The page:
Comment: The attack on Germaine Greer shows identity politics has become a cult
Article updated: See below
By Rebecca Reilly-Cooper
By now we all know that Germaine Greer was going to give a talk at Cardiff University, and now she is not. You might see this as a victory for Rachael Melhuish, women's officer at the university, who led the protest and set up the petition calling on the university to cancel the event; or you could spin it as a triumph for freedom of expression, as the university refused to capitulate. But since the outcome is that a 76-year-old veteran of the frontlines of feminist activism felt uneasy enough about her safety to pull out of a speaking engagement, it's hard to find much to celebrate.
It will doubtless come as a surprise to the average bystander to learn that Germaine Greer – Germaine Greer! She of The Female Eunuch and "lady, love your cunt"! – is a misogynist, but it is apparently true. Melhuish, and the 2,700 people who signed her petition, have decreed it to be true, and therefore you must believe it too or you are a misogynist as well. In her petition, Melhuish claims Greer has "demonstrated time and time again her misogynistic views towards trans women, including continually misgendering trans women and denying the existence of transphobia altogether". In an article in support of the petition for the Huffington Post, Payton Quinn, with an air of confidence and stridence of which Greer herself would be proud, asserts that "if you believe that trans women are women, as you should because they are, then what Germaine Greer is espousing in her campaign against them is misogyny". This then is the crux of the objection to Greer, the thing that makes her, to use the current parlance, "problematic": she does not believe that trans women are women.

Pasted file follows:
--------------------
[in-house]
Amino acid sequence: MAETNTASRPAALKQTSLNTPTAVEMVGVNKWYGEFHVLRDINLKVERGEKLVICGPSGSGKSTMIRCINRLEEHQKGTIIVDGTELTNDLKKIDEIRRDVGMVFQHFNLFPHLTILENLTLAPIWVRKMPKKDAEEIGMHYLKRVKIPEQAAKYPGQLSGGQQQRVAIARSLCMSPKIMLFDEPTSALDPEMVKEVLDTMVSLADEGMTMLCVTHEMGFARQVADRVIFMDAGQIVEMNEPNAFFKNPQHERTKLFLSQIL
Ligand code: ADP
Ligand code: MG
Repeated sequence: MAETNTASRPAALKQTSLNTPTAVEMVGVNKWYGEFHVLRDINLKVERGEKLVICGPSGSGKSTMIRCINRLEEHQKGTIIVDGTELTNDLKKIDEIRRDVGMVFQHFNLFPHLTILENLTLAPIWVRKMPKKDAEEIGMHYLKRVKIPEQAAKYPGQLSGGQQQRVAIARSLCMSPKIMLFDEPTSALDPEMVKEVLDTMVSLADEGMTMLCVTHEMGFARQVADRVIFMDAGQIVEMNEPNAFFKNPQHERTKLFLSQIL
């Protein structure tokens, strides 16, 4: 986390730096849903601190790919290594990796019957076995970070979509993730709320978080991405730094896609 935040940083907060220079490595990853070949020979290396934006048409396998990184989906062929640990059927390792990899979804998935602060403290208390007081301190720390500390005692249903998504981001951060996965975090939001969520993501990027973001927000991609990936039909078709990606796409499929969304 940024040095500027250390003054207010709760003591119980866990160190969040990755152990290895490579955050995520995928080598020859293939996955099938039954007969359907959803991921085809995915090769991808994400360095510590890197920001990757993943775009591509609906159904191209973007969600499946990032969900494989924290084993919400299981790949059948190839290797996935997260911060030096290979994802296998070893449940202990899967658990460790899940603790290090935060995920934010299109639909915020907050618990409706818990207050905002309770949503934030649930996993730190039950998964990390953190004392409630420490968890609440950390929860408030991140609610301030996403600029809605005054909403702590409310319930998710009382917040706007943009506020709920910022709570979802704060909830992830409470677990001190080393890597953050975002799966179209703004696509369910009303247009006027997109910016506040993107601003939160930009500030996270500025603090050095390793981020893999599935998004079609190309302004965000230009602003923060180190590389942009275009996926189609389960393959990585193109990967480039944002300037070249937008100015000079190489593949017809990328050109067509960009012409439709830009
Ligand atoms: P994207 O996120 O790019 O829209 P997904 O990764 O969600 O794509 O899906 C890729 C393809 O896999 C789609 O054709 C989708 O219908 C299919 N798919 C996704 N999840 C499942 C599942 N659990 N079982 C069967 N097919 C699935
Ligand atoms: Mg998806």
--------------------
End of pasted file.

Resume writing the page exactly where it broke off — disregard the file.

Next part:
In the petition, Melhuish suggests that this belief "contribute[s] to the high levels of stigma, hatred and violence towards trans people", but doesn't explain how exactly this is supposed to work. In her article, Quinn makes some oblique references to hate speech – speech which incites violence, hatred or discrimination – but stops short of actually accusing Greer of hate speech against transgender people. She also alludes to violence and harassment experienced by trans people, implying – but again refraining from explicitly stating – that by holding the beliefs she does, Greer is in some way responsible for this violence.
Certainly Greer has made comments in the past about transgender people that you might find offensive, and has continued to do so in response to recent events. In a Newsnight interview with Kirsty Wark, Greer remained characteristically uncompromising. Among the many things she said during that interview, the focus has been on two statements which directly echo Melhuish's complaints: "I don't think that post-operative transgender men, ie MtoF transgender people, are women" and "it is simply not true that intersexual people suffer in a way that other people don't suffer" (given the context, it's reasonable to assume she was referring to transgender as opposed to intersex people here).